Author Topic: All is One Heart? Blofeld's notes on the translation of the chinese "hsin"  (Read 1516 times)


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From the Translators Notes in The Zen Teachings of Huang Po:

Huang Po’s Use of the Term “The One Mind”
The text indicates that Huang Po was not entirely satisfied with his choice of the word “Mind” to symbolize the inexpressible Reality beyond the reach of conceptual thought, for he more than once explains that the One Mind is not really MIND at all. But he had to use some term or other, and “Mind” had not often been used by his predecessors. As Mind conveys intangibility, it no doubt seemed to him a good choice, especially as the use of this term helps to make it clear that the part of a man usually regarded as an individual entity inhabiting his body is, in fact, not his property at all, but common to him and to everybody and everything else. (It must be remembered that, in Chinese, “hsin” means not only “mind,” but “heart” and, in some senses at least, “spirit” or “soul” - in short, the so-called REAL man, the inhabitant of the body-house.) If we prefer to substitute the word “Absolute,” which Huang Po occasionally uses himself, we must take care not to read into the text any preconceived notions as to the nature of the Absolute. And, of course, “the One Mind” is no less misleading, unless we abandon all preconceived ideas, as Huang Po intended.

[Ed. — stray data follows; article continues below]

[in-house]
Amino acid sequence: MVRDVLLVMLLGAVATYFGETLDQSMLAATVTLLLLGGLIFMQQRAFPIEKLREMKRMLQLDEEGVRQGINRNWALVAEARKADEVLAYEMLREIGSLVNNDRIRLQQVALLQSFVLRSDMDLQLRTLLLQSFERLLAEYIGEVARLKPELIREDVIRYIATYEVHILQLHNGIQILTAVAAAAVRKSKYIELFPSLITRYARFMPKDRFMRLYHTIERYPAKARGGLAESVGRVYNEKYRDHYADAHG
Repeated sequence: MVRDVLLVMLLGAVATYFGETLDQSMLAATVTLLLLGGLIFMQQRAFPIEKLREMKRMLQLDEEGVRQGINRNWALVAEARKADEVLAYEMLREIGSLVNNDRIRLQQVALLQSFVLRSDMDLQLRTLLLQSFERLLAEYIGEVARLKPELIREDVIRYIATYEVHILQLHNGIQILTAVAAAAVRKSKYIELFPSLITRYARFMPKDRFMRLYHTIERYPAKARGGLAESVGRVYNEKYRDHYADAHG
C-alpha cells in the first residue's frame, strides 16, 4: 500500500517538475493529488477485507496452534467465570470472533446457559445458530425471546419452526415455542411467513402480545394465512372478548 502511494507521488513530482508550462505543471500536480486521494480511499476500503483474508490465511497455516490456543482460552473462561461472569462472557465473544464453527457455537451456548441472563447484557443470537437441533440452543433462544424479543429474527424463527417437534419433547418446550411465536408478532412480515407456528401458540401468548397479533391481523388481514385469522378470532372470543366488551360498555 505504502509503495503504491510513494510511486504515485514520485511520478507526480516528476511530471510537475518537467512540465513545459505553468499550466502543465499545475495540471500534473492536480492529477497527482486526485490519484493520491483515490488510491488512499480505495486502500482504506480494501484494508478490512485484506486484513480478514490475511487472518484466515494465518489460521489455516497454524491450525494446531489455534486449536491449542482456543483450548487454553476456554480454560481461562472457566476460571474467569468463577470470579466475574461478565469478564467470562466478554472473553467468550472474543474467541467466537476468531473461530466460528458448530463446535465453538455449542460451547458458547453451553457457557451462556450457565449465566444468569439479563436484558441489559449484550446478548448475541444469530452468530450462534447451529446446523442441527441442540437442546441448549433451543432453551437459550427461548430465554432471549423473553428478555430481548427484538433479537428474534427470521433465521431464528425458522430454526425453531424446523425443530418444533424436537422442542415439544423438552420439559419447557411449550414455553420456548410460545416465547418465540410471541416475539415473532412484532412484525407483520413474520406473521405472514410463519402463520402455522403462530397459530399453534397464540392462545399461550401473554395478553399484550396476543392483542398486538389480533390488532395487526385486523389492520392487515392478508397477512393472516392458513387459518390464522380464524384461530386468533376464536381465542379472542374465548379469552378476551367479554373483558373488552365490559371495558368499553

In an earlier translation of the first part of this book, I ventured to substitute “Universal Mind” for “the One Mind,” hoping that the meaning would be clearer. However, various critics objected to this, and I have come to see that my term is liable to a different misunderstanding; it is therefore no improvement on “the One Mind,” which at least has the merit of being a literal translation.

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Offline Shi Hong Yang

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This is why the critics howled.  This is the entire understanding of mine/spirit in chinese medicine and culturally in China.

The predominant model of the mind and/or spirit is mostly derived from the Five Element school of thought. The five aspects of the mind are Wood - Hun, Fire - Shen, Earth - Yi, Metal - Po, Water - Zhi. Collectively these comprise the Shen. This term includes the Fire Element Shen. Below are a very simplified definition of each aspect.

That which makes humans more than an object in motion.
•Shen - Mind
Waking consciousness, waking thought, the Shen resides in the Heart
•Hun - Ethereal soul
Somewhat like western notion of spirit, resides in the Liver.
•Po - Corporeal soul
Soul of the body, provides physiology, resides in the Lungs
•Yi - Intellect
Scholarly memory, resides in the Spleen
•Zhi - Will
Urge to exist, urge to do, willpower, resides in the Kidneys.
Notice that the five aspects are distributed throughout the body. There is no distinction between mind and body; they’re one entity. The ethereal affects the substantial and the substantial affects the ethereal. They’re both Qi which is manifesting as one person.

Chinese Buddhism is the oldest form of Buddhism in the USA, in 2013 it is 161 years old.  The first Buddhist temples were built in California in 1952 & 1854. Second oldest is Korean in 1900 and Japanese in 1902 both in Hawaii.


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